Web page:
EUnit quirks

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EUnit quirks

Gareth Adams
Hi,

I've been writing some eunit tests using fixtures (http://erlang.org/doc/apps/eunit/chapter.html#Fixtures) and have noticed a couple of quirks.

1. If the setup fails for some reason cleanup is not called. This can be an issue if you're mecking things as the don't get unmecked so the next test setup fails etc. I find myself lost in a cascade of failures, not knowing which tests are really failing.

2. If something fails in the test itself that's not part of an assert, eunit cancels the tests and they are not run. Although this is reported in the console, if you have a lot of tests with debug statements this can be lost. The only thing that indicates that they've not been run is the number of tests decreases, which  au not be noticed.

Has anyone else had these issues? If so, how did you handle them?

Thanks

Gareth

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Re: EUnit quirks

Dániel Szoboszlay
Hi,

1:
This specific problem with meck could be worked around by wrapping your fixture into a spawn: meck (by default) unloads mocked modules when the process creating the mocks dies.

There's also a more generic approach to this problem. I've seen two different strategies for writing test setup/cleanup code:
  1. Setup assumes you start from a known state of the system, and it only has to change things that your test needs in addition to that known initial state. It's the cleanup's responsibility to return to the known state by undoing whatever the setup and the actual test could have changed.
  2. Setup doesn't assume anything about the initial state of the system: it has the responsibility of getting it from an arbitrary state to a known state that is suitable for running the test. Cleanup isn't really needed in this model: the next test's setup has to deal with whatever state you leave behind your test.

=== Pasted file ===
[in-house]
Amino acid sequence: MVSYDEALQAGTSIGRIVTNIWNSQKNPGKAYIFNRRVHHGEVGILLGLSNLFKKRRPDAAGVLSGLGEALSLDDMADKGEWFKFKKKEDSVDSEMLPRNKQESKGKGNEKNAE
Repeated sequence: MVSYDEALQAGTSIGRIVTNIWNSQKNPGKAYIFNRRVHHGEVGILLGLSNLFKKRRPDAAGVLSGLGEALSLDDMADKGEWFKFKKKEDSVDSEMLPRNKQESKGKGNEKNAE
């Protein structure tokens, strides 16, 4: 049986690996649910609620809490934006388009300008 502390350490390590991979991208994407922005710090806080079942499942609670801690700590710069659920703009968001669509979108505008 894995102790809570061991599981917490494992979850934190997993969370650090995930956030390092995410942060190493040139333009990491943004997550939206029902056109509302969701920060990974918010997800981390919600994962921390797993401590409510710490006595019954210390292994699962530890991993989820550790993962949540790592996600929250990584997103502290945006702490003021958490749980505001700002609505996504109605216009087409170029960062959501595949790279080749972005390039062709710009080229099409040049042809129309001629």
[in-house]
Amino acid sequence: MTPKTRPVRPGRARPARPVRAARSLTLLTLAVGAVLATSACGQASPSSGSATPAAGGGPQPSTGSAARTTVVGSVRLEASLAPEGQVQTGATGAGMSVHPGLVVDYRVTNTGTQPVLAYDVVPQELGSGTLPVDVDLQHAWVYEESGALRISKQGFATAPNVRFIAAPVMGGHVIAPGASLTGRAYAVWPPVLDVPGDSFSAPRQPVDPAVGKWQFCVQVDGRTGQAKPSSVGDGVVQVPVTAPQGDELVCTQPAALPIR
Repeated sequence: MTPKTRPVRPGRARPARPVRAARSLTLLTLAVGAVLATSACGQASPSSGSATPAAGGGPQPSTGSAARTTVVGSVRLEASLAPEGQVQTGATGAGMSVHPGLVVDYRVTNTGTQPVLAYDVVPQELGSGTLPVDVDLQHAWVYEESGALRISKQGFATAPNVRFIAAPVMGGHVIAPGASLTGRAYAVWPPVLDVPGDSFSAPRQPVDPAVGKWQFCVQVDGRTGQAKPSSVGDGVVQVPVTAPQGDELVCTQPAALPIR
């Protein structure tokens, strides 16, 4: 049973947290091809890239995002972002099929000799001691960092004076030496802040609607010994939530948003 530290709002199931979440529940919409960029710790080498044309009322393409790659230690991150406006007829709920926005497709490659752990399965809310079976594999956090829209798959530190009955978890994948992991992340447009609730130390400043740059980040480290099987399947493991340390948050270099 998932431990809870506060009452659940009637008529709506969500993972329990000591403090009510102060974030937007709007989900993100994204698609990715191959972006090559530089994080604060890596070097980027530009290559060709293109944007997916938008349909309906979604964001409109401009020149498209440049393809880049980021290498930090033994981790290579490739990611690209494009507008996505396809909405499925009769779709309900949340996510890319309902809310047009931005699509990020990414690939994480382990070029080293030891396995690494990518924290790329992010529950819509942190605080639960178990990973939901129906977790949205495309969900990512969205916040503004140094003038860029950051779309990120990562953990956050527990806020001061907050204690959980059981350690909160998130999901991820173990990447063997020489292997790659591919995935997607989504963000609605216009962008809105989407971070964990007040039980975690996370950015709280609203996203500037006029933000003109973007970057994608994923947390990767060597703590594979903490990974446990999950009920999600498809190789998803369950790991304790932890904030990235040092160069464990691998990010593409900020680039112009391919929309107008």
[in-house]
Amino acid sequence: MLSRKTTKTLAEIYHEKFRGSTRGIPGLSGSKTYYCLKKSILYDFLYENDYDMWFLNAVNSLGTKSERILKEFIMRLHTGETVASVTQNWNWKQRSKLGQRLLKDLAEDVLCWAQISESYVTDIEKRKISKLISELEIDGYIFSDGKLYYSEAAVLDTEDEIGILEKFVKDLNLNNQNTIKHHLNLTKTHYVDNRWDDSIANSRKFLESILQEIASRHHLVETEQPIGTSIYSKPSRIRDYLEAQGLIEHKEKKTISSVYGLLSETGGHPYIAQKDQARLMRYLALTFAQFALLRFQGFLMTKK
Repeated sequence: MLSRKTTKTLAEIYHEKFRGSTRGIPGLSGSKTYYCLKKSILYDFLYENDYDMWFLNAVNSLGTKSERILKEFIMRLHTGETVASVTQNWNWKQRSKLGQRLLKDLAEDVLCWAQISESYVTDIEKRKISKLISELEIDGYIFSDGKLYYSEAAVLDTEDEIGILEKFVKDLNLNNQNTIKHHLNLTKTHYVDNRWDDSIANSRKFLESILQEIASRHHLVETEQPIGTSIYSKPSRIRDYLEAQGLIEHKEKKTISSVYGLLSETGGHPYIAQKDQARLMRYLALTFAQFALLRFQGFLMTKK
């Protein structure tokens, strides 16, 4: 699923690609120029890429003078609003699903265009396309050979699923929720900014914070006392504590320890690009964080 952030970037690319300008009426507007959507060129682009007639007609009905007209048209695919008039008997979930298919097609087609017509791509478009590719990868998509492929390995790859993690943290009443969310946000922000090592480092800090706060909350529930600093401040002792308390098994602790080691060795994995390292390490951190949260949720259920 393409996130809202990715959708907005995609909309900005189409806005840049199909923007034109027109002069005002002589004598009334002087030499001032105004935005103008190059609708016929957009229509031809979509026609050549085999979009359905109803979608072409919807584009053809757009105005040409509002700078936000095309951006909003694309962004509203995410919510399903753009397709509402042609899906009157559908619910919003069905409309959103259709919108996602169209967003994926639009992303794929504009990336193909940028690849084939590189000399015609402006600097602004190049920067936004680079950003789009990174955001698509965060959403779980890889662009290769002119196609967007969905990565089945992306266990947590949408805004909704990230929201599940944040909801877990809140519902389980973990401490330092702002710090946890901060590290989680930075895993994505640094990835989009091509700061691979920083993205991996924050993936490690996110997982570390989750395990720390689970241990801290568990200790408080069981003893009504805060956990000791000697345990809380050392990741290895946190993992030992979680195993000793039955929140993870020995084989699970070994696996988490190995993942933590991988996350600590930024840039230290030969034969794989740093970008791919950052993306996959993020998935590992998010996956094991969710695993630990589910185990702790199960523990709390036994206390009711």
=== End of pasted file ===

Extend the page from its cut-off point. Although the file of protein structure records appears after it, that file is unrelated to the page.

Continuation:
The second strategy is usually more robust, because it is very easy to accidentally start testing when your system is not in it's assumed initial state (at least on your own machine during development). On the other hand, writing setup code that can take you from literally any (possibly broken) state of the system to a known good start state is very hard. But in case of this particular problem it's easy: just call meck:unload() from the setup function as the first thing.

2:
Do you have a minimal example showing this behaviour? I tried to reproduce, but at least for me eunit:test/1 does correctly report a test failed outside of an assert as a failure too, and the return value reveals that there was a problem as well.

Regards,
Daniel

On Fri, 14 Jul 2017 at 19:16 Gareth Adams <[hidden email]> wrote:
Hi,

I've been writing some eunit tests using fixtures (http://erlang.org/doc/apps/eunit/chapter.html#Fixtures) and have noticed a couple of quirks.